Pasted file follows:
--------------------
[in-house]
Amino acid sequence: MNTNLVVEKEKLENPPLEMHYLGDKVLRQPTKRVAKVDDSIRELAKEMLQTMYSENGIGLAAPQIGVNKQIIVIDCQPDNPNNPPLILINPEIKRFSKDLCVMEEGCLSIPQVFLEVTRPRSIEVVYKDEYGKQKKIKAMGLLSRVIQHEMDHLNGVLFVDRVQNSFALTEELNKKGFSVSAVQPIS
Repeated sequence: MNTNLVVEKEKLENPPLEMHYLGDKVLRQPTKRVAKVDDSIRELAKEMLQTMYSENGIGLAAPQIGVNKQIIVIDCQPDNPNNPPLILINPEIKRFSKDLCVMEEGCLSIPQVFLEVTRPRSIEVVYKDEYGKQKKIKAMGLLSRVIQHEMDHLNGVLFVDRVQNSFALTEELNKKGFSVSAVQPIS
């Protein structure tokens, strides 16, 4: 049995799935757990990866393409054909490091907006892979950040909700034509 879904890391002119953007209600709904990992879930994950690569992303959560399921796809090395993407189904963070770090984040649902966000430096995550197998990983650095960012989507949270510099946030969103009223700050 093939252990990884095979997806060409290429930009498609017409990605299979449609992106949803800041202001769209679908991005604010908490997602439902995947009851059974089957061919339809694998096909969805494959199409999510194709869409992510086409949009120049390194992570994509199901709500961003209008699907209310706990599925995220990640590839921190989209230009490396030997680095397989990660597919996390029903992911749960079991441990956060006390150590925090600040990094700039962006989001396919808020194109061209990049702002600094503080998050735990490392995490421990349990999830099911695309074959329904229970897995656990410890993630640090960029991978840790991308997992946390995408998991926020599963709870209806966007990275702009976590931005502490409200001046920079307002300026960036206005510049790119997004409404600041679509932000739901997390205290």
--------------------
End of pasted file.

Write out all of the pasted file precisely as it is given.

[in-house]
Amino acid sequence: MNTNLVVEKEKLENPPLEMHYLGDKVLRQPTKRVAKVDDSIRELAKEMLQTMYSENGIGLAAPQIGVNKQIIVIDCQPDNPNNPPLILINPEIKRFSKDLCVMEEGCLSIPQVFLEVTRPRSIEVVYKDEYGKQKKIKAMGLLSRVIQHEMDHLNGVLFVDRVQNSFALTEELNKKGFSVSAVQPIS
Repeated sequence: MNTNLVVEKEKLENPPLEMHYLGDKVLRQPTKRVAKVDDSIRELAKEMLQTMYSENGIGLAAPQIGVNKQIIVIDCQPDNPNNPPLILINPEIKRFSKDLCVMEEGCLSIPQVFLEVTRPRSIEVVYKDEYGKQKKIKAMGLLSRVIQHEMDHLNGVLFVDRVQNSFALTEELNKKGFSVSAVQPIS
């Protein structure tokens, strides 16, 4: 049995799935757990990866393409054909490091907006892979950040909700034509 879904890391002119953007209600709904990992879930994950690569992303959560399921796809090395993407189904963070770090984040649902966000430096995550197998990983650095960012989507949270510099946030969103009223700050 093939252990990884095979997806060409290429930009498609017409990605299979449609992106949803800041202001769209679908991005604010908490997602439902995947009851059974089957061919339809694998096909969805494959199409999510194709869409992510086409949009120049390194992570994509199901709500961003209008699907209310706990599925995220990640590839921190989209230009490396030997680095397989990660597919996390029903992911749960079991441990956060006390150590925090600040990094700039962006989001396919808020194109061209990049702002600094503080998050735990490392995490421990349990999830099911695309074959329904229970897995656990410890993630640090960029991978840790991308997992946390995408998991926020599963709870209806966007990275702009976590931005502490409200001046920079307002300026960036206005510049790119997004409404600041679509932000739901997390205290």